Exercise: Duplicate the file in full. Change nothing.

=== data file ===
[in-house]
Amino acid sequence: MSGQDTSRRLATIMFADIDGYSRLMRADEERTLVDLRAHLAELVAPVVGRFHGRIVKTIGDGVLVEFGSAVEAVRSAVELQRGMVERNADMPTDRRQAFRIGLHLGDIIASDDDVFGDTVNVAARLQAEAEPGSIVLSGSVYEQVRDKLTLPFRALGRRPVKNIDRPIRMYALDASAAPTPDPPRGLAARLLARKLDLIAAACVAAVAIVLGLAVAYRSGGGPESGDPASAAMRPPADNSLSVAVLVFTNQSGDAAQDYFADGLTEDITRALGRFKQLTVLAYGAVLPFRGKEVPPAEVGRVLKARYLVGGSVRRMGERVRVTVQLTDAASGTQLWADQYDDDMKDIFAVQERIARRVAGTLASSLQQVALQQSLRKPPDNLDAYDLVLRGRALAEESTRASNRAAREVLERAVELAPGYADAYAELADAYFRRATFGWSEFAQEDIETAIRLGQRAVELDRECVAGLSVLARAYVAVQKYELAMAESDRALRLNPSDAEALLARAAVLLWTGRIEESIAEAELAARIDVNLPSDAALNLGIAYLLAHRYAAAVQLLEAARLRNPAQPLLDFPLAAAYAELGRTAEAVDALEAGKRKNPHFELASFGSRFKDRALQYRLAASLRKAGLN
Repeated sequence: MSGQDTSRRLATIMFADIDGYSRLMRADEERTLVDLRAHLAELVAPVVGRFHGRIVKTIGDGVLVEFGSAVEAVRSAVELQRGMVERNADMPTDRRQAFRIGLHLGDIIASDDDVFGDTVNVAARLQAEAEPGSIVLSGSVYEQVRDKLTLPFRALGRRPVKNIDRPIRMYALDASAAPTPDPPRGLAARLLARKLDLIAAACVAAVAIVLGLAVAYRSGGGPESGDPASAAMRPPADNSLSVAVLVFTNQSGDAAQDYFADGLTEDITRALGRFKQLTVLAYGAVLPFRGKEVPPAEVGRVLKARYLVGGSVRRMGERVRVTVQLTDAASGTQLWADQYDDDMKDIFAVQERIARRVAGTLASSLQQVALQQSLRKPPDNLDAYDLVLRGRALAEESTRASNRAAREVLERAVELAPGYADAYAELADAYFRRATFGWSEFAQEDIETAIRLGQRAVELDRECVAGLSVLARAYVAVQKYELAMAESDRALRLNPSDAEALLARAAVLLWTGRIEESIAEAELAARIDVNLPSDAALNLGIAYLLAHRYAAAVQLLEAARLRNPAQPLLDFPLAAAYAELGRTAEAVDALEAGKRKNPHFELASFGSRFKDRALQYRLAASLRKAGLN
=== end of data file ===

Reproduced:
[in-house]
Amino acid sequence: MSGQDTSRRLATIMFADIDGYSRLMRADEERTLVDLRAHLAELVAPVVGRFHGRIVKTIGDGVLVEFGSAVEAVRSAVELQRGMVERNADMPTDRRQAFRIGLHLGDIIASDDDVFGDTVNVAARLQAEAEPGSIVLSGSVYEQVRDKLTLPFRALGRRPVKNIDRPIRMYALDASAAPTPDPPRGLAARLLARKLDLIAAACVAAVAIVLGLAVAYRSGGGPESGDPASAAMRPPADNSLSVAVLVFTNQSGDAAQDYFADGLTEDITRALGRFKQLTVLAYGAVLPFRGKEVPPAEVGRVLKARYLVGGSVRRMGERVRVTVQLTDAASGTQLWADQYDDDMKDIFAVQERIARRVAGTLASSLQQVALQQSLRKPPDNLDAYDLVLRGRALAEESTRASNRAAREVLERAVELAPGYADAYAELADAYFRRATFGWSEFAQEDIETAIRLGQRAVELDRECVAGLSVLARAYVAVQKYELAMAESDRALRLNPSDAEALLARAAVLLWTGRIEESIAEAELAARIDVNLPSDAALNLGIAYLLAHRYAAAVQLLEAARLRNPAQPLLDFPLAAAYAELGRTAEAVDALEAGKRKNPHFELASFGSRFKDRALQYRLAASLRKAGLN
Repeated sequence: MSGQDTSRRLATIMFADIDGYSRLMRADEERTLVDLRAHLAELVAPVVGRFHGRIVKTIGDGVLVEFGSAVEAVRSAVELQRGMVERNADMPTDRRQAFRIGLHLGDIIASDDDVFGDTVNVAARLQAEAEPGSIVLSGSVYEQVRDKLTLPFRALGRRPVKNIDRPIRMYALDASAAPTPDPPRGLAARLLARKLDLIAAACVAAVAIVLGLAVAYRSGGGPESGDPASAAMRPPADNSLSVAVLVFTNQSGDAAQDYFADGLTEDITRALGRFKQLTVLAYGAVLPFRGKEVPPAEVGRVLKARYLVGGSVRRMGERVRVTVQLTDAASGTQLWADQYDDDMKDIFAVQERIARRVAGTLASSLQQVALQQSLRKPPDNLDAYDLVLRGRALAEESTRASNRAAREVLERAVELAPGYADAYAELADAYFRRATFGWSEFAQEDIETAIRLGQRAVELDRECVAGLSVLARAYVAVQKYELAMAESDRALRLNPSDAEALLARAAVLLWTGRIEESIAEAELAARIDVNLPSDAALNLGIAYLLAHRYAAAVQLLEAARLRNPAQPLLDFPLAAAYAELGRTAEAVDALEAGKRKNPHFELASFGSRFKDRALQYRLAASLRKAGLN